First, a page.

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By Miranda Voth

Megan Starkman’s favourite love story is Pride and Prejudice. And in a dating world of chat rooms, text messages and one night stands, she wishes that the Victorian ideal of courtship was still around.

“I don’t like meeting people at clubs or bars because you can’t trust their intentions,” says Starkman, a third-year Ryerson radio and television arts student. “I like tradition, dinner and a movie, but add a twist.”

In the Victorian age, dating was structured and only worked when men followed society’s rules — however strange they would be. For example, no man would be seen in public with a woman unless he planned to marry her. But this also meant suitors had to be committed — a virtue lost in modern dating.

Stark also doesn’t think the ways people meet and date these days are as intimate and honest as they could be.

“I just wish two people could say how they really feel,” saysStarkman. “Without fearing the repercussions of breaking the rules or not playing the game.”

The game, today, is playing hard to get — men and women hide their true feelings, which can be turn-offs.

But in Victorian times, people were expected to declare their intentions. If a man fancied a woman, she could expect flowers the morning after a party. And if she received a pair of gloves from a gentleman, she wore them to church to show that the feeling was mutual.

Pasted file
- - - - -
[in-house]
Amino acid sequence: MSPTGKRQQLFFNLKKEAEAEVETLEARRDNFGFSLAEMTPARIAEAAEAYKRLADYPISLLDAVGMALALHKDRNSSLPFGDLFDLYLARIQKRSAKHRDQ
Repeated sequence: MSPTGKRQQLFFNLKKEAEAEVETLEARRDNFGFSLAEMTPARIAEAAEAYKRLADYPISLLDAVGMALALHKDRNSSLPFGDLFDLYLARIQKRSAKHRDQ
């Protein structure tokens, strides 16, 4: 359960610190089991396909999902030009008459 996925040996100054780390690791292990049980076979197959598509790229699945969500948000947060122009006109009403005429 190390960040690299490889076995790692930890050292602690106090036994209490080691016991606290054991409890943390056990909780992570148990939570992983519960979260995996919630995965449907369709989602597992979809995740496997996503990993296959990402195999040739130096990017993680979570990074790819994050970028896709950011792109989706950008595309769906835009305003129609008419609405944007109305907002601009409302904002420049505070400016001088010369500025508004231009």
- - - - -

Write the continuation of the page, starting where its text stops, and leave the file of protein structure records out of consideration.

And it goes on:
Getting to white gloves was a challenge in itself — men used to have to be formally introduced by someone else before they could talk to a woman. Once acquainted, the couple had the chance to make small talk but not without a chaperone. The man could escort his date home with the woman’s permission, but there was never any inviting in for coffee.

Although seemingly bureaucratic, Victorian love was to be treasured because of these layers of lustful red tape. It also clearly defined gender roles.

“I like a guy who can take charge and make the first move because it shows he’s confident. I’m very independent but I’m also just a girl who wants to be able to curl up in her boyfriend’s arms and feel safe,” says Starkman. “But no one just approaches people any more and asks them out.”

Ben Lewis, a communications and culture grad student doesn’t like the rules of Victorian romance, but he also doesn’t like the idea of casual dating. He puts the blame on men. He thinks that guys need to step up their game in the romance department.

“Guys in general are lacking,” says Lewis. “I want to bring old romance back. I like it.” He dislikes the consumerism of romance and admires a friend who hand makes all gifts for his fiancé.

Former Ryerson student Abria Young disagrees that chivalry is dead. Instead, she argues it has been modernized. She has accepted modern courtship offers from people at bars and online.

Young met her current boyfriend through a friend who read his profile on and thought he was a good catch. They began e-mailing and talking on MSN.

“We always had a kind of candid, talk-about-anything kind of relationship. And then it just progressed and progressed and I thought, ‘maybe I’ll go meet him,’” says Young. “And then I did and it was great.”

She says meeting someone and developing a relationship online is better than the Victorians’ uptight rules.

“On Lavalife you can send smiles for free. Then there is also instant messaging you pay for and to chat and talk to as many people you want during the time,” Young says.

But while everyone has their own idea of romance, the traditional form of dating is still the preferred method of finding love for Starkman.

“I think old romance isn’t lost, it’s just been overlooked,” says Starkman.

“You don’t have to buy a girl flowers but the idea shouldn’t be pushed aside just because it’s cliché or cheesy.”

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